While watching the surprisingly riveting war drama The Hurt Locker, a superb film that has (deservedly) earned much critical praise – including a Golden Globe nomination for Best Picture (Drama) and a Best Director nomination for Kathryn Bigelow – I found myself struck not only by the intensity of the film’s visual landscapes, but by the subtle yet poignant soundscaps inhabiting each scene. With sound effects eerily blending in with composition and dramatic moments driven more by emotional intensity than overdone score-work, the film’s music stuck in my head long after the credits rolled. This is film composition reduced to its most basic purpose – providing insight into the complex cinematic world that a director has created on the screen, and it works flawlessly in this portrayal of bomb squad technicians attempting to, in Bigelow’s words, “survive the war and each other.”

It’s no surprise that the composing team behind this visceral score work – Marco Beltrami (Knowing, Live Free or Die Hard, Terminator 3) and Buck Sanders (Descent, Mindgame) – have teamed up before (on the comic-book actioner Max Payne). In fact, Buck Sanders has been working with Beltrami since 1997.  As for this particular piece of work, Beltrami explains the eerie final product in the soundtrack’s liner notes: “Thematically we decided it should conjure up images of a western since the main character’s attitude is that of an independent cowboy. Then we used various performance techniques to achieve the atmosphere of an unpredictable, alien landscape.” This western motif is especially present in the carefully-toned notes of “The Way I Am,” the final track on the 31-minute album, a track that not only captures the emotional depth of the film’s main character, but also nicely sums up the entire album – playing as background music to the final scene of the film it works even better.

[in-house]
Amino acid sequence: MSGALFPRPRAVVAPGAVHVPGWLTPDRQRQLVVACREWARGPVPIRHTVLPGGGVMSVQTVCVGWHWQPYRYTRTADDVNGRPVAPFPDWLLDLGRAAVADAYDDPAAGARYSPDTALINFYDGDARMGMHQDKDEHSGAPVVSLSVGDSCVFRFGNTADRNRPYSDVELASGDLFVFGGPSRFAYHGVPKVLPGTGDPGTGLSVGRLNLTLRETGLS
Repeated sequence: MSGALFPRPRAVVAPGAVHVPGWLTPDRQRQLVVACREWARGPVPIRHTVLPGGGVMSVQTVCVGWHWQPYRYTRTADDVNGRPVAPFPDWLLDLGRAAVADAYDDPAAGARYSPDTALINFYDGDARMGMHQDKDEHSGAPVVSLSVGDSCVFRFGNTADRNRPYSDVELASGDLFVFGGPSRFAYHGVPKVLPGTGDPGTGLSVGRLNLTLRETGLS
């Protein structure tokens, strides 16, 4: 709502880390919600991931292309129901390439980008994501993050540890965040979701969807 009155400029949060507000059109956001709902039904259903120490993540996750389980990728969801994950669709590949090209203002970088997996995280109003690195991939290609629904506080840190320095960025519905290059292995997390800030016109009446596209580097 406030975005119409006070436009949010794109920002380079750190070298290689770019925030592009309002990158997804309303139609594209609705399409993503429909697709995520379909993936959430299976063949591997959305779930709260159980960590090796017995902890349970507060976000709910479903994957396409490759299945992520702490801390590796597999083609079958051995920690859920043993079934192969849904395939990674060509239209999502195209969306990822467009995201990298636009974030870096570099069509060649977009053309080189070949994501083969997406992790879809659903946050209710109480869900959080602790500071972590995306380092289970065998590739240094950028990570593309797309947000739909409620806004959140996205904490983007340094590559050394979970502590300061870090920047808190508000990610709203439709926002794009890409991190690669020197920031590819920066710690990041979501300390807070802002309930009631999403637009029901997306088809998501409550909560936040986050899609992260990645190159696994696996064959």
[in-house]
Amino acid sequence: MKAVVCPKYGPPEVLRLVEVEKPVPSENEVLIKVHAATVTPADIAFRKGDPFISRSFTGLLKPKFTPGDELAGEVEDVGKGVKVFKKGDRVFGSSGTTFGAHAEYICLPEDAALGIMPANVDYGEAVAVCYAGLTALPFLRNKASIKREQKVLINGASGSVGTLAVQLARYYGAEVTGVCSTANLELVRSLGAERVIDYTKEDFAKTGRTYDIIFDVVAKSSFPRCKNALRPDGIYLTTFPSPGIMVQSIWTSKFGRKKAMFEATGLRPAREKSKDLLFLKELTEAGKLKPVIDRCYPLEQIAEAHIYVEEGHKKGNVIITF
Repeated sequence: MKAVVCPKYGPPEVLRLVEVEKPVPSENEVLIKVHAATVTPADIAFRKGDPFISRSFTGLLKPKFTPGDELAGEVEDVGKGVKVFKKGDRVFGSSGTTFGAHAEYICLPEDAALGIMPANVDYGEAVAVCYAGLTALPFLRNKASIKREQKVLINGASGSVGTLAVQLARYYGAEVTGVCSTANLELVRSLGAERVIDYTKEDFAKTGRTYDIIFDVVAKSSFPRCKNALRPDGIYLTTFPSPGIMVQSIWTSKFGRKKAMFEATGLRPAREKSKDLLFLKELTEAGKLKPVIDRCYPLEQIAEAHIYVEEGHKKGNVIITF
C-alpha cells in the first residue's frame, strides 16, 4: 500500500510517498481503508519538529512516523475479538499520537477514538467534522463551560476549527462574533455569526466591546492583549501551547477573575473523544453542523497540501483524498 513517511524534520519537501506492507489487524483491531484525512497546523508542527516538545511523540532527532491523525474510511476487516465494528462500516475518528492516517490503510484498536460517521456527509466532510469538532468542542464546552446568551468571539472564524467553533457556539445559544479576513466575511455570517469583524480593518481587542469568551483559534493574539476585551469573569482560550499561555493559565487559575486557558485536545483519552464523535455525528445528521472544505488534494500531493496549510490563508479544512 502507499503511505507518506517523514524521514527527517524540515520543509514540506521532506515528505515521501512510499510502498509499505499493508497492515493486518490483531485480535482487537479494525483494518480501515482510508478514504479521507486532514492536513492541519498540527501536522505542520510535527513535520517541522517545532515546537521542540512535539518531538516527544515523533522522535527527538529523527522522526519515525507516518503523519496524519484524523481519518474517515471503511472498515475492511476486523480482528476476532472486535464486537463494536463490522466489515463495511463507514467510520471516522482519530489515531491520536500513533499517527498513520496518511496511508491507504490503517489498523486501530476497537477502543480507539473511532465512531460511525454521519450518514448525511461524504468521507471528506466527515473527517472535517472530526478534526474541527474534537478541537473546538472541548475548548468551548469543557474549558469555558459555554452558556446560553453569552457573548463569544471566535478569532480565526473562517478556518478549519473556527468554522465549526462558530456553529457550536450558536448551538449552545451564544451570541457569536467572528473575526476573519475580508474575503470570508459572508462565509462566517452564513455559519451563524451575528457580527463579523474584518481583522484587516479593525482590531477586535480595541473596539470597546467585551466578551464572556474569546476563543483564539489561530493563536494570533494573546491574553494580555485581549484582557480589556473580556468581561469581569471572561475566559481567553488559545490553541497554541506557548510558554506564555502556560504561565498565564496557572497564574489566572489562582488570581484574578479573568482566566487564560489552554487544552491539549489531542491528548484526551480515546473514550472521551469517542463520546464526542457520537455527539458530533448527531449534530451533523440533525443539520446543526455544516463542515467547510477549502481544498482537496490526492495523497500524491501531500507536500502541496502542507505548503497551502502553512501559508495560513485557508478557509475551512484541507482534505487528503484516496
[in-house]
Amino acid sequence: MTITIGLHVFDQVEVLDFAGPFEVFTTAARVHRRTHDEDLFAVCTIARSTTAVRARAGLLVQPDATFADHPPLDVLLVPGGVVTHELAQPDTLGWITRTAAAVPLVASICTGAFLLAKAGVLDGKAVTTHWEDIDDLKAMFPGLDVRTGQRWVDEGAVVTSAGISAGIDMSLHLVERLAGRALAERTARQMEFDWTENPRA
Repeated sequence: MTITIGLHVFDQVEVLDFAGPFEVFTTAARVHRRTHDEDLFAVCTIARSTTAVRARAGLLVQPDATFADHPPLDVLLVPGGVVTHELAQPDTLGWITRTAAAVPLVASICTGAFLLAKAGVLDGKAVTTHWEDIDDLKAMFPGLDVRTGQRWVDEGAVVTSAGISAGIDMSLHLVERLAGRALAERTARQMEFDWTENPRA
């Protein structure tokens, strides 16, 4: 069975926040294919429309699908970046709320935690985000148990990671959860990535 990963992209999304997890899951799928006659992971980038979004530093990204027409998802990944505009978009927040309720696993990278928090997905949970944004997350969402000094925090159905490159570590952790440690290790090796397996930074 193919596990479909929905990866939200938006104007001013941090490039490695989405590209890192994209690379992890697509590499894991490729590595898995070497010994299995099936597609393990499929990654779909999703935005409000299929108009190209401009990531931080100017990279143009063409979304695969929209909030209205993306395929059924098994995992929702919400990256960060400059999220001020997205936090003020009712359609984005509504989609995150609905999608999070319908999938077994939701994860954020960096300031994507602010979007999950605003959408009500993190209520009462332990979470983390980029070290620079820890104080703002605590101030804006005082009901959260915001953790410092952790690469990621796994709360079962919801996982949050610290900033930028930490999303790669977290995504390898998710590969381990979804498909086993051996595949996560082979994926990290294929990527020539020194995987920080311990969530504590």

What’s pleasantly surprising about The Hurt Locker as a soundtrack album is that it does work so well on its own. Buck Sanders describes Kathryn Bigelow’s desire to “blur the line between sound effects and score” saying that they “decided to use a small ensemble and some of the film’s production sounds and then fused them together.” With that in mind, it would be easy enough for the music, so closely tied to the action on the screen, to could come off detached and even repetitive without the haunting images that it supports. On the contrary, the sounds Beltrami and Sanders created for the film successfully instill the listener with a sense of urgency and emotional intensity difficult to recreate with sounds alone -listen to the rising and falling action in the nerve-wracking track “The Long Walk” for proof of this.

“It was evident from the moment I met Marco Beltrami and Buck Sanders that they would provide the perfect sonic tapestry to animate these existential themes of man and death,” says director  Kathryn Bigelow. Though Beltrami and Sanders were left off the Original Score nomination list for the Golden Globes (as a side note composer Abel Korzeniowski earned a nod for his similarly subtle score work on A Single Man) this is one of the best soundtracks of 2009. Expressing painful emotional intensity (“Body Bomb”) as well as more fast-paced action (“The Hurt Locker”), the 12 tracks on this album are impressive and memorable.

Zach’s Rating: A
Perfect For: A listen to Golden Globe-snubbed collection of music
Stay Away if: You’re looking for a collection of music to relax to

To purchase the soundtrack for The Hurt Locker, visit Amazon

Be Sociable, Share!